Will Debt Relief Make a Difference? Impact and Expectations of the Multilateral Debt Relief Initiative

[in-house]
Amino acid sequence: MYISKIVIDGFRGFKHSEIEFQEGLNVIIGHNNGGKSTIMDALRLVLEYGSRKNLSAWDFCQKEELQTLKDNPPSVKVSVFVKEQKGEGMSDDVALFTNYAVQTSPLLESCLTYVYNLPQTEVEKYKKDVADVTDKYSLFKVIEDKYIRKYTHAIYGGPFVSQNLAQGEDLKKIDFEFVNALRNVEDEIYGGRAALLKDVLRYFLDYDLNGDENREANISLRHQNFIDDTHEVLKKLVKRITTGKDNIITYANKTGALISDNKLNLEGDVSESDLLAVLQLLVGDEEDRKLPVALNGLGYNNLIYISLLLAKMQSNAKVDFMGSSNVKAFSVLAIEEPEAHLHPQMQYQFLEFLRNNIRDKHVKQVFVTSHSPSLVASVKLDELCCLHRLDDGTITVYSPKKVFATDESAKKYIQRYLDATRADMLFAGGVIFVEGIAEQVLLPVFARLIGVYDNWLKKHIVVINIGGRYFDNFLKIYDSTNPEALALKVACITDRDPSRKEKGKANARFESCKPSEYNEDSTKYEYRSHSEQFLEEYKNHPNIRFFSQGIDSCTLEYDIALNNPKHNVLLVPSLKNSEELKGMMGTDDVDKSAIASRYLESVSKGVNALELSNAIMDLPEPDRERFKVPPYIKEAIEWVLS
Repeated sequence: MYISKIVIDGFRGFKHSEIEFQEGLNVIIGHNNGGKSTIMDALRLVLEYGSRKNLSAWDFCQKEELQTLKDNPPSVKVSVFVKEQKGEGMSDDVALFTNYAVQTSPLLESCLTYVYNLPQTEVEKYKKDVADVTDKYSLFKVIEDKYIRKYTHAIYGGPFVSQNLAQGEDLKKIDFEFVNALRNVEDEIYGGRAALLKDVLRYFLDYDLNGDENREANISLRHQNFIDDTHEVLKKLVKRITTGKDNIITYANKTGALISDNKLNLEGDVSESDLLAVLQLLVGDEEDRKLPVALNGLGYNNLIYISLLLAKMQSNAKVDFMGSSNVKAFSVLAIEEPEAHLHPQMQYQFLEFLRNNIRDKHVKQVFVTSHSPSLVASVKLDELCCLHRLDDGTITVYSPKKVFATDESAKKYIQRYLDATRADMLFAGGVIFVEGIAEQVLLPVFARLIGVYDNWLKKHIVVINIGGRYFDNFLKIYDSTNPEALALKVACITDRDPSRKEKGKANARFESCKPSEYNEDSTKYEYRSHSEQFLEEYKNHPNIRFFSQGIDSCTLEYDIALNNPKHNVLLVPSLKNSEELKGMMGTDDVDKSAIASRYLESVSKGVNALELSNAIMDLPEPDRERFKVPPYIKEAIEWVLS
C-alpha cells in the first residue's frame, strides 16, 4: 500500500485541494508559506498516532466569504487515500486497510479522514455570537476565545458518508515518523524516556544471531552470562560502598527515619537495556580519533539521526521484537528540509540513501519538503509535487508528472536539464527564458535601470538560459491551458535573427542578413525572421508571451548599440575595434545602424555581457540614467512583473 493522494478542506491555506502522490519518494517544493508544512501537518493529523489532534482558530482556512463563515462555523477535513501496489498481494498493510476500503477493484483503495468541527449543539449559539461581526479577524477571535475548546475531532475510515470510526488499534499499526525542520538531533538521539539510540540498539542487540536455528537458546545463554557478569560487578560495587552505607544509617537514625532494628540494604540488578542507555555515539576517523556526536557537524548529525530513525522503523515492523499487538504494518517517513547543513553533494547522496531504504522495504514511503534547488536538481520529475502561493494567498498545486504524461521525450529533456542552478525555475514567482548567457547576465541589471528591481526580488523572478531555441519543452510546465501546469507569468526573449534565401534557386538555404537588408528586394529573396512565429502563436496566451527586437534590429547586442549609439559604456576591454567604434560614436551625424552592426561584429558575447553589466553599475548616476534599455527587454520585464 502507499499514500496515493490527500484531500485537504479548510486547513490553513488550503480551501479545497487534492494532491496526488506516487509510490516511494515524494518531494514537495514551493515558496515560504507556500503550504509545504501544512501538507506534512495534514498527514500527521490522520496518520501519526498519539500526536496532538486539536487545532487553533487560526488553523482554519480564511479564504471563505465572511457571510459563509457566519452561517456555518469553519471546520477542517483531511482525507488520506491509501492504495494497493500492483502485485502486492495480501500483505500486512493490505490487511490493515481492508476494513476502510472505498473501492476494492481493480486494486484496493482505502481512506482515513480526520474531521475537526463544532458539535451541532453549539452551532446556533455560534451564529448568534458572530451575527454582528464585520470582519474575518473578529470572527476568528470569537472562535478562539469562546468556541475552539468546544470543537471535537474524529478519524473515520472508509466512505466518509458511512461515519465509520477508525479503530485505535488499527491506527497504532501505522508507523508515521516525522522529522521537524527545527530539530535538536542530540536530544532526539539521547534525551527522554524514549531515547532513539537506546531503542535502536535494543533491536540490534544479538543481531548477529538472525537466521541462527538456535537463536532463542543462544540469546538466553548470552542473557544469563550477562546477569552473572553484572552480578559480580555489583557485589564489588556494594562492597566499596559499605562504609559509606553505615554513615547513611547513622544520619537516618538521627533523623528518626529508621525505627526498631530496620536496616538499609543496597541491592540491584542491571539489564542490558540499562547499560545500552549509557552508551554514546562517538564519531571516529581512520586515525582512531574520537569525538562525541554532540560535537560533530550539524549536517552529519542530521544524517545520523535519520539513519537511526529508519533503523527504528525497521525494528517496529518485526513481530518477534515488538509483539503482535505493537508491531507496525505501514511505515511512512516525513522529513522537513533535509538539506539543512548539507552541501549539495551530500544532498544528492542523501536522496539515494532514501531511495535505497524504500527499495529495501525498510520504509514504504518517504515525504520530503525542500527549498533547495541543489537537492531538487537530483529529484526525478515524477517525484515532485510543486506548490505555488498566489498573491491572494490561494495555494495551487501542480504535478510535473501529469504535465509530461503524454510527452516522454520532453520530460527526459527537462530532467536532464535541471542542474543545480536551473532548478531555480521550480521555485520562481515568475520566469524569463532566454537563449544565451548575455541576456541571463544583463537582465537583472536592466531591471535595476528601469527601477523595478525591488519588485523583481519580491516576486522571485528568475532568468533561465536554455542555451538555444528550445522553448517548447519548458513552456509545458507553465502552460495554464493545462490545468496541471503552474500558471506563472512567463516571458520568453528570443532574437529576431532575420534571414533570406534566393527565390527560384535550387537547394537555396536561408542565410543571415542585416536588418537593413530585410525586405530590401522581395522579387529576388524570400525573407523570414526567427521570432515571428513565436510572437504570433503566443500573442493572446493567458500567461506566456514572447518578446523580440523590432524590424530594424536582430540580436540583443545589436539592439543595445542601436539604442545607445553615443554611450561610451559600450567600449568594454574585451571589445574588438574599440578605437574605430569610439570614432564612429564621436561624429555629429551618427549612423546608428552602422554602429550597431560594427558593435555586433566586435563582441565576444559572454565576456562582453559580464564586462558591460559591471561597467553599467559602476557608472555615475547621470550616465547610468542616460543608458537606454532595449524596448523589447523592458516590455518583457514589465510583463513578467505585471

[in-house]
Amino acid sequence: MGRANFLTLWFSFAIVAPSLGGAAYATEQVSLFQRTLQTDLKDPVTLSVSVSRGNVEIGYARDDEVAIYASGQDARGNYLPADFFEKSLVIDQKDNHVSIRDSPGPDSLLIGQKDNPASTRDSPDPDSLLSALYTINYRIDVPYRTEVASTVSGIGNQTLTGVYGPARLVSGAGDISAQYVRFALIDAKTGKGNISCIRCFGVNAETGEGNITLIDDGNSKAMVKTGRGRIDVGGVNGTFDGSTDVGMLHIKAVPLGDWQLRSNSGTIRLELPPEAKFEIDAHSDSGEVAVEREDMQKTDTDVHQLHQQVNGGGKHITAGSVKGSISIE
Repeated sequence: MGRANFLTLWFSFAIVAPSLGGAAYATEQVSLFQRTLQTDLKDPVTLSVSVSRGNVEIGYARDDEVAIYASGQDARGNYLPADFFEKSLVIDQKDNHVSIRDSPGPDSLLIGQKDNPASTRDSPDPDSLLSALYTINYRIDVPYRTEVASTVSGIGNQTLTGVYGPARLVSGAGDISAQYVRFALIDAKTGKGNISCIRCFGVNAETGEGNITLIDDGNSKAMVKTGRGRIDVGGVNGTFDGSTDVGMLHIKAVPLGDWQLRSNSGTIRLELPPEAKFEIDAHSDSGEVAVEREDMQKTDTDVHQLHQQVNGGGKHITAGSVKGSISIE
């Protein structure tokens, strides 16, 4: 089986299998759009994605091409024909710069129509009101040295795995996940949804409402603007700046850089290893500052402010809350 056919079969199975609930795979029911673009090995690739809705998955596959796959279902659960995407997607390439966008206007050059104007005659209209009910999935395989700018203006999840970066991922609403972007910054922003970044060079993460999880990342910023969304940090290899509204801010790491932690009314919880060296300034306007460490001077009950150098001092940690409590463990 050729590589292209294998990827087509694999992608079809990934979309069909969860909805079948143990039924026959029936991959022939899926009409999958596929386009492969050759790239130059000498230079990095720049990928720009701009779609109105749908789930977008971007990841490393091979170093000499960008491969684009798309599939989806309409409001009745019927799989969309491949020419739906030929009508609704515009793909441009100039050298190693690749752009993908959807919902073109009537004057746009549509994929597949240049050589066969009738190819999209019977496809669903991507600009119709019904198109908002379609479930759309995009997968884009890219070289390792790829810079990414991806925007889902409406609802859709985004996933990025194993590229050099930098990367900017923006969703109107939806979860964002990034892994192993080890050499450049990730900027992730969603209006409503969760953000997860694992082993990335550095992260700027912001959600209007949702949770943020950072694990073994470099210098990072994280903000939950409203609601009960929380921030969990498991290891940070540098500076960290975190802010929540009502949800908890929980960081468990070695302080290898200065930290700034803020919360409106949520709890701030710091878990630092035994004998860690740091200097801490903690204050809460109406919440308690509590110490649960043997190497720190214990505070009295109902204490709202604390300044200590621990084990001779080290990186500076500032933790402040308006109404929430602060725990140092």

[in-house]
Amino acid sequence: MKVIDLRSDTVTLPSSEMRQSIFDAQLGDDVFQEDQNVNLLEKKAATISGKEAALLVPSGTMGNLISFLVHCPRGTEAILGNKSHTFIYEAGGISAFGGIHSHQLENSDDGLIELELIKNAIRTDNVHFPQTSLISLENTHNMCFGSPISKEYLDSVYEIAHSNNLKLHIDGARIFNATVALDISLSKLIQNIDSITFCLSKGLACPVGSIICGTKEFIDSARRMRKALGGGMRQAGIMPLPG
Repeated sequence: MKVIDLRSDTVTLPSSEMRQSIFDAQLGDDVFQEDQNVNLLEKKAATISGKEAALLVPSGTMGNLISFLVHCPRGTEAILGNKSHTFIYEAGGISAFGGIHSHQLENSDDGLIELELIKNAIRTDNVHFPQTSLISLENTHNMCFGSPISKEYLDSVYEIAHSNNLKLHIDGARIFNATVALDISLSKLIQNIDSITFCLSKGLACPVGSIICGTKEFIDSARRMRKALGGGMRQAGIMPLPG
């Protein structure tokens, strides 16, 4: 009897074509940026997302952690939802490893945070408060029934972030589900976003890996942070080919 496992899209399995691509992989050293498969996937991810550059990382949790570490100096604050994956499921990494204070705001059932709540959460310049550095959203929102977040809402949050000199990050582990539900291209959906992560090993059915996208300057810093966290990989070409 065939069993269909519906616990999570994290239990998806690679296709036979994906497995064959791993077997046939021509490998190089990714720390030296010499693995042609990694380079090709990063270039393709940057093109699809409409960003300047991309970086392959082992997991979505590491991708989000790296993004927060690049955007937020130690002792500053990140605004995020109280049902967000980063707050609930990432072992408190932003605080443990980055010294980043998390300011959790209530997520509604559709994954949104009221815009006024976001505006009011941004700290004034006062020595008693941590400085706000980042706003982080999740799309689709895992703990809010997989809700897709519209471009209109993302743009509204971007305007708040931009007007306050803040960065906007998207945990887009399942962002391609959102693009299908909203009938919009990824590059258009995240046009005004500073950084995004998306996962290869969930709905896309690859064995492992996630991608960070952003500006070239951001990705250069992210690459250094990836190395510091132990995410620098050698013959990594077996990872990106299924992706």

The Multilateral Debt Relief Initiative (MDRI) is the latest phase of debt reduction for poor countries from the World Bank, the IMF, and the African Development Bank. The MDRI, which will come close to full debt reduction for at least 19 (and perhaps as many as 40) qualifying countries, is being presented as a momentous leap forward in the battle against global poverty. However, the analysis in this paper suggests that the actual gains may be more modest and elusive. This is not because, as some anti-debt campaigners fear, that the initiative is a mere accounting trick. Rather, the limited short-term financial impact of the MDRI on affected countries is because the debt service obligations being relived were themselves relatively insignificant. For example, in 2004 the average African country in the program paid $19 million in debt service to the World Bank, but received 10 times that amount in new Bank credit and more than 50 times as much in total aid. Just as importantly, finances are rarely the binding constraint on poverty and other development outcomes. This is not to say that the MDRI is futile. Indeed the impact could be considerable over the long-term, especially on the ability of creditors to be more selective in the future. But most of the impact of the MDRI will be long-term and difficult to measure. As such, expectations of the effect on indebted countries and development indicators should be kept modest and time horizons long.
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